Don’t get me wrong: of course you *can* cover mulitple usage scenarios with one and the same conceptual model but you invariably give up clarity of concept.
You’re right: these examples are different kinds of relationship between person and mobile number.
Let me add another: my father died some years ago and I had to terminated one if his mobile contract with a phone company. It ended up with me telling his birth date to the guy on the other side of my phone call as if I was my father so the company could manage I want to close my contract. What a poor user experience! I also remember the times, some decades ago, when having two phones was like be two different persons: even worse!
So desirable user experience, and real cases in real life, tell that there is a relation between person and mobile number which may be related to many variants. And probably more to come with intensive usage.
The question is: are these variants at “concept” level or at a more detailed level? I think that at concept level we should keep some high level posture. And that such models should aim giving a vision more than specification of a way to implement the vision.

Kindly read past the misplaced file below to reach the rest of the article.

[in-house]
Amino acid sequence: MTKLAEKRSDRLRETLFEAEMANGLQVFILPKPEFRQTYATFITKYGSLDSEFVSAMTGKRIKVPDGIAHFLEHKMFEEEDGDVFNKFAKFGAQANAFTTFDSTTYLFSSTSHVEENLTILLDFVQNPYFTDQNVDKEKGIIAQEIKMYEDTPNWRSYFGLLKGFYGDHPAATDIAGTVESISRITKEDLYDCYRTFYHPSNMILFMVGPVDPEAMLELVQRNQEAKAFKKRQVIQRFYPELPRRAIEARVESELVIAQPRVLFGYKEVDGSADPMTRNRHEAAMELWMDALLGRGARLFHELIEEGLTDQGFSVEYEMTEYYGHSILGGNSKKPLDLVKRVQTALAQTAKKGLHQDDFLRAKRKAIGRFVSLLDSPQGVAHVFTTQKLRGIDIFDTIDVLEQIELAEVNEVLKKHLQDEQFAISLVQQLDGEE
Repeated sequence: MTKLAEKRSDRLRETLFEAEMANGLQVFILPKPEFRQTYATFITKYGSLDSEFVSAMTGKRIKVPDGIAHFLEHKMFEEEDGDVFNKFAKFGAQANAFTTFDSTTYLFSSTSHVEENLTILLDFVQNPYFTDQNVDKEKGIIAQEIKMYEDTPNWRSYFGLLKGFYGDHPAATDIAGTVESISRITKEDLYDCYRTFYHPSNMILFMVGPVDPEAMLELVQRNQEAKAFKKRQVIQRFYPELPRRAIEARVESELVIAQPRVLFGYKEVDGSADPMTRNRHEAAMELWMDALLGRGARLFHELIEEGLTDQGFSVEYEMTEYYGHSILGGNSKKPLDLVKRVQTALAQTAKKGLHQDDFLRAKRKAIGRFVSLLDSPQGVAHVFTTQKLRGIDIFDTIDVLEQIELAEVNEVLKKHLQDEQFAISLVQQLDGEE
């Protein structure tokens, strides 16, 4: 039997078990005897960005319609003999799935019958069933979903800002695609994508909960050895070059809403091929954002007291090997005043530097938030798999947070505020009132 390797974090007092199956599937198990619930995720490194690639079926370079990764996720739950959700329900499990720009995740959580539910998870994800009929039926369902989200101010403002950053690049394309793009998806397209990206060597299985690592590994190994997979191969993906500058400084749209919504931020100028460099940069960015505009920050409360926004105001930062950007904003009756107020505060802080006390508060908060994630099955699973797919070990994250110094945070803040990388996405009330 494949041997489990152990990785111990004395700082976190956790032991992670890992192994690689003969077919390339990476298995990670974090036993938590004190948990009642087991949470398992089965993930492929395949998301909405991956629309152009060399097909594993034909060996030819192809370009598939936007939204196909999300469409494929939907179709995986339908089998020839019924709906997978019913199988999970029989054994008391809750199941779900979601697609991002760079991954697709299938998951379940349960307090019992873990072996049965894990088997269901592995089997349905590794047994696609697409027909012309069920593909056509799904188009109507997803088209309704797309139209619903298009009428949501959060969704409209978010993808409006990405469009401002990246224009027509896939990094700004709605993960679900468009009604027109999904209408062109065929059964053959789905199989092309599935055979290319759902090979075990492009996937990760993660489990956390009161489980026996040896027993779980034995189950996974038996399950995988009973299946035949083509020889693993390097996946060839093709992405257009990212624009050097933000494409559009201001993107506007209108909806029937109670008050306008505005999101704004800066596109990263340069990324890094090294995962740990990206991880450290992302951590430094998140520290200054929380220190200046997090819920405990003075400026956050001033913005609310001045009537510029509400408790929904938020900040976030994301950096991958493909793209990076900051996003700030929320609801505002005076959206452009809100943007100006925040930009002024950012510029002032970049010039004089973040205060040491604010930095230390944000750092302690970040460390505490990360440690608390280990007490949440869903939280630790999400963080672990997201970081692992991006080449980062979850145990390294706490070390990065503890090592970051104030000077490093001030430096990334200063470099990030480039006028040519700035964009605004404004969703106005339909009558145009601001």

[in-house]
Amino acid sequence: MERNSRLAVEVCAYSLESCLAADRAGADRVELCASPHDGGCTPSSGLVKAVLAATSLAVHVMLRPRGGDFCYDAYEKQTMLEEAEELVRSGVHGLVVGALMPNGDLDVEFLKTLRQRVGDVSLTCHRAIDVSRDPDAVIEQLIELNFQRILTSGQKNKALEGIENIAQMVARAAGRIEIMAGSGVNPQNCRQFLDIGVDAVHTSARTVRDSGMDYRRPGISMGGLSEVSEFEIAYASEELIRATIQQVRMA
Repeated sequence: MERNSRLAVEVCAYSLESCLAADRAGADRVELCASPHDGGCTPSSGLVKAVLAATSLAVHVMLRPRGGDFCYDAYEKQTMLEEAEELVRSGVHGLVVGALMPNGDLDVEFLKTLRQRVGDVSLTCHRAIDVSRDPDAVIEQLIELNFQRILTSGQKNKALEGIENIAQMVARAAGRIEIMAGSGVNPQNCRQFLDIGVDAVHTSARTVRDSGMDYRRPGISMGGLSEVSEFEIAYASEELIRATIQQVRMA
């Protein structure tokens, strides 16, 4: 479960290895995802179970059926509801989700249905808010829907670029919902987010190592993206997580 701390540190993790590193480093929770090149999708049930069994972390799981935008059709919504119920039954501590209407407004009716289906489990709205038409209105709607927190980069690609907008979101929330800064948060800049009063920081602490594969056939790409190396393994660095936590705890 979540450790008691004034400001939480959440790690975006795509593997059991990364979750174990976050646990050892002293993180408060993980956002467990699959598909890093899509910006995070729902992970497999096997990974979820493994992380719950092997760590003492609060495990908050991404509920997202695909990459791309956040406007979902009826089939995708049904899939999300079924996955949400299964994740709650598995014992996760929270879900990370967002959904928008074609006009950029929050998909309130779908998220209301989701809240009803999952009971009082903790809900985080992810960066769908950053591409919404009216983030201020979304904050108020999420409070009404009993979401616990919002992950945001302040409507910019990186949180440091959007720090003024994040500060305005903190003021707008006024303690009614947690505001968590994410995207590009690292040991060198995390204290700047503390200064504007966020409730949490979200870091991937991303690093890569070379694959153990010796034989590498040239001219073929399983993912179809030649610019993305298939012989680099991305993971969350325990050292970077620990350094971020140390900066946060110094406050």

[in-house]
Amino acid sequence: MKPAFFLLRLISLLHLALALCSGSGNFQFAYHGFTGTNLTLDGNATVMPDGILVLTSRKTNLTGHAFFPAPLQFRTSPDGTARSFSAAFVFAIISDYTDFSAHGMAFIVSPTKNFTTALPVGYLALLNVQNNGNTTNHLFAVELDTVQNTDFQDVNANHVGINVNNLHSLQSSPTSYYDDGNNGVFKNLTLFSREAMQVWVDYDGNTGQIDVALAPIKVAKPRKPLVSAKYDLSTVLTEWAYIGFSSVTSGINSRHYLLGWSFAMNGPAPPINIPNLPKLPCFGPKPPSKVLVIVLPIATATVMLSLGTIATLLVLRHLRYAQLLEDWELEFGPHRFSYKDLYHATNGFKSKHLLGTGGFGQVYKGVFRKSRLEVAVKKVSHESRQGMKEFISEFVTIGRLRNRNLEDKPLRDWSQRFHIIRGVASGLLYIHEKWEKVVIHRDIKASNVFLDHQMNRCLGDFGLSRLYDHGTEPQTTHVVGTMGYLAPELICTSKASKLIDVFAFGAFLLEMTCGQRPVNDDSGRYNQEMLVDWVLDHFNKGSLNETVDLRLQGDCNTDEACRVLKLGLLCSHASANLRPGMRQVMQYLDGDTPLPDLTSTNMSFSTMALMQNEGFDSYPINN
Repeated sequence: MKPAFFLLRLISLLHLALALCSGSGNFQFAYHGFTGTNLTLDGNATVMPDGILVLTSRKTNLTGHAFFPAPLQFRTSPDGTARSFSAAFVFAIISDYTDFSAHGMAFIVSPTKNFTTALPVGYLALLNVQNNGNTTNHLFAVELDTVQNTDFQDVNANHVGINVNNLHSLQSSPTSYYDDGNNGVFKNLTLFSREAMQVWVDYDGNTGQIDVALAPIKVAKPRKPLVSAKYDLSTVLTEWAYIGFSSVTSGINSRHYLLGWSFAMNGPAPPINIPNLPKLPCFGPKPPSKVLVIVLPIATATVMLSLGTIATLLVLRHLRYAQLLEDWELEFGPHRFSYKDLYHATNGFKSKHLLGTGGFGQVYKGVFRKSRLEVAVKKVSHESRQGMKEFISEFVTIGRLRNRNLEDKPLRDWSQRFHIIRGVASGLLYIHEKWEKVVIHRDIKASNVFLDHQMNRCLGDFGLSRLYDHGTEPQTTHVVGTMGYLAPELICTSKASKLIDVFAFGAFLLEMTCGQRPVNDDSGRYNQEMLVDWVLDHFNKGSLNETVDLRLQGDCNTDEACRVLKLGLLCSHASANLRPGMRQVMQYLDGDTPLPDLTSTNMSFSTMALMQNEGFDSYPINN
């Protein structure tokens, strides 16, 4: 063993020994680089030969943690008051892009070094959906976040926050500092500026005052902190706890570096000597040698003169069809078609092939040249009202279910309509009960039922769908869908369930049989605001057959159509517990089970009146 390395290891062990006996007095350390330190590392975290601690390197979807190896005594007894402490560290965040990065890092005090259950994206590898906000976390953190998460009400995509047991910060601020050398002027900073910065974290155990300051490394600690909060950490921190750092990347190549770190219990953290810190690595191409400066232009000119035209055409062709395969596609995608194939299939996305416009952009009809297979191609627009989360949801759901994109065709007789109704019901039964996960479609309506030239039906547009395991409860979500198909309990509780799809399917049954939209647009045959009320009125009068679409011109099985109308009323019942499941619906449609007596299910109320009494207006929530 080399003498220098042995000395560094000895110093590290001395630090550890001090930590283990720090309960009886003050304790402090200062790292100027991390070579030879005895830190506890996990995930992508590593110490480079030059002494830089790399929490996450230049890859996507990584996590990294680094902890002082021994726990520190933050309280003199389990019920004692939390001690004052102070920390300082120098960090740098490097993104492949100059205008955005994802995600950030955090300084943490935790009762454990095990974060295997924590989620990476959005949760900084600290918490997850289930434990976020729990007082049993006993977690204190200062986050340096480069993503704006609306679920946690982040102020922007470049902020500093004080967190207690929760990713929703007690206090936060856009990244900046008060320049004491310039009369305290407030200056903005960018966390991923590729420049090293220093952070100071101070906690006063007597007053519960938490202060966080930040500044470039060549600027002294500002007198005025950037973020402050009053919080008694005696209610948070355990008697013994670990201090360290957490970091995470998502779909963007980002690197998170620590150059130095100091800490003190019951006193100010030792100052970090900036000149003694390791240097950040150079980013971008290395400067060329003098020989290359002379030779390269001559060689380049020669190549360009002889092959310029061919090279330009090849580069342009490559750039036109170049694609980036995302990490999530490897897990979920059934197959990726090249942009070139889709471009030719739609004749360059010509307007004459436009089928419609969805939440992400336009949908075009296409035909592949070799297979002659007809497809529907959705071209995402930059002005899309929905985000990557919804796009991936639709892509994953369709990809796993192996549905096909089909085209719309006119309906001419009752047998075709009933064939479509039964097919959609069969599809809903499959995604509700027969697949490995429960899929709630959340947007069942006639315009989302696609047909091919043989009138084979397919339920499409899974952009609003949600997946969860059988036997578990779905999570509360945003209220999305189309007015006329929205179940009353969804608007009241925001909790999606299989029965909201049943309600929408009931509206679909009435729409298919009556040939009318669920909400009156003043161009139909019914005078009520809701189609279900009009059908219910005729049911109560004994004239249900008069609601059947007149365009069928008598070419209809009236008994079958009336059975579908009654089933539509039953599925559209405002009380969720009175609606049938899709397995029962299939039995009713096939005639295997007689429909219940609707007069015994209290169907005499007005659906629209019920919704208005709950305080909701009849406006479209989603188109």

But I agree with you: all is about what the model is made for.
A similar issue I have with cardinality is when I talk about recursive associations, for instance a hasParent association. Technically speaking, a person has always at least a (biological) parent but in our system this won’t be the case as at some point we will have people for which we won’t be storing the parent in our database or we would end up with an infinite database
From a conceptual point of view, in your example, hasParent should 2 — especially biologically speaking. And it should be called just *parents*. Or better, conceptually everyone has a *mother* and a *father*, thus again two relations, however, one or both may be truly unknown, even in the age of gene databases.
And even better: implementing this faithfully (a.k.a. domain-driven design) will remove your infinite-database dilemma.